Monday, January 7, 2008

Midori by Moonlight

Midori by Moonlight
Wendy Nelson Tokunaga
St. Martin’s Griffin, 2007

Midori Saito has always dreamed of marrying an American man; so when Kevin, an American teaching in English in Japan asks for her hand, Midori follows him to San Francisco. Unfortunately, Midori’s dream soon becomes a nightmare when Kevin breaks off the engagement, leaving her to fend for herself. In Midori by Moonlight, author Wendy Nelson Tokunaga delivers a funny, heart-warming take on the typical “fish out of water” story.

Midori, determined to stay in America, calls upon the assistance of Shinji, a friend of Kevin’s and a Japanese ex-patriate working and living in the city. Like Midori, Shinji favors American woman especially his current girlfriend, the Japan obsessed Tracy. Although Shinji offers Midori a share in his apartment, he is clear that she must pay the rent. Unable to get a job as a pastry chef (throughout the novel, Midori creates exquisite deserts and downs huge quantities of pastries), she takes a job as a hostess in a karaoke bar in Japantown: a job that humiliates her but pays the bills and does not require a green card. While the odds are clearly stacked against our heroine, she refuses to give up and soon finds that she has chosen (even in the face of difficulties) the path she was always meant to take. The fish soon finds that the American dream can be grasped by anyone determined to reach for it.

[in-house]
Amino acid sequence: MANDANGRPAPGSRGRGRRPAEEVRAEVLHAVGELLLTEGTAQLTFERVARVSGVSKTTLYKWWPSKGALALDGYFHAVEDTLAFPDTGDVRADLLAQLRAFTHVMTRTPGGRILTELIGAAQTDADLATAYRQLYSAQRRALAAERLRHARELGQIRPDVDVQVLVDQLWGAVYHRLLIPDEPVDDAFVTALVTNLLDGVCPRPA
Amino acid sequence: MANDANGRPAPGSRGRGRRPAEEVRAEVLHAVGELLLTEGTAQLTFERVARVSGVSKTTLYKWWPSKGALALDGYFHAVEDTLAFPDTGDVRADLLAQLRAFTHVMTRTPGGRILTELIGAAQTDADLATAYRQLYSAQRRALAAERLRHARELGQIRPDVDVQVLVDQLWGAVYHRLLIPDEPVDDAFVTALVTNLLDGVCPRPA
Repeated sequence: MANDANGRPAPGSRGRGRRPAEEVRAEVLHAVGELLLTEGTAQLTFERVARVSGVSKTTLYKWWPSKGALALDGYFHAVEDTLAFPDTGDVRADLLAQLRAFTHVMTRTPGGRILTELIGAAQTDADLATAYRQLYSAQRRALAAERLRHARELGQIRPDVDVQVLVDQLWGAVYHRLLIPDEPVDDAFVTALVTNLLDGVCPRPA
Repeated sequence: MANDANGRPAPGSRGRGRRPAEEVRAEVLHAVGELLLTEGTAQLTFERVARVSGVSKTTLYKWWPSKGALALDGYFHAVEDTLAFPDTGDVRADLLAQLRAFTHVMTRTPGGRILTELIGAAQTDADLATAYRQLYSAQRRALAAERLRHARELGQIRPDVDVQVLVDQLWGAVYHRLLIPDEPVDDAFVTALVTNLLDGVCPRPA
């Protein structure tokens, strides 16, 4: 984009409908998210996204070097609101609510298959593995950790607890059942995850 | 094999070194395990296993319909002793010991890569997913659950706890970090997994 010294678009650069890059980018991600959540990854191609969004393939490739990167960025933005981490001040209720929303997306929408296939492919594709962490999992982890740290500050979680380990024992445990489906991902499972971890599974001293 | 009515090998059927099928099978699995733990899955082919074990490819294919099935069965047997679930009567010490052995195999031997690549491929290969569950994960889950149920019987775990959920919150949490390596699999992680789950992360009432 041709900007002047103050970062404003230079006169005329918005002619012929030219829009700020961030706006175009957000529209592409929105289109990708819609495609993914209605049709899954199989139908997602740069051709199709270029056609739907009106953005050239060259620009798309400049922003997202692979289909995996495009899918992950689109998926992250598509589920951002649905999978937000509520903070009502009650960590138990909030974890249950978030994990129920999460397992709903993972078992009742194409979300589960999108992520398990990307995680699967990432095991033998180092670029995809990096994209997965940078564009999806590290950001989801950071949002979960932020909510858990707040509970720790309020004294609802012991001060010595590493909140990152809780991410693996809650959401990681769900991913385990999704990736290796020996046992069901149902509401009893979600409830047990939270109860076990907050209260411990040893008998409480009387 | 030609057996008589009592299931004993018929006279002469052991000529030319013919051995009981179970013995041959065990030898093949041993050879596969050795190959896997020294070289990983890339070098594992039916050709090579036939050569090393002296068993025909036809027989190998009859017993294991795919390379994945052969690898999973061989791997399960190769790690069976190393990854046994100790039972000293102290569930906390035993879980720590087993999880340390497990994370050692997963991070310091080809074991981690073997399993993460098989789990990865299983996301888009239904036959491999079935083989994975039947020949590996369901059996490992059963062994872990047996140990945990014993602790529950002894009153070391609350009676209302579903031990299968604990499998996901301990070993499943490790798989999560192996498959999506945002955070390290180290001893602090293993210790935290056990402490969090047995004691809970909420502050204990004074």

Tokunaga explores the life of an immigrant and the nature of the dream of freedom, both internally and externally, in this work. Via a plot that is certainly a chick lit format, the work delivers on its goals

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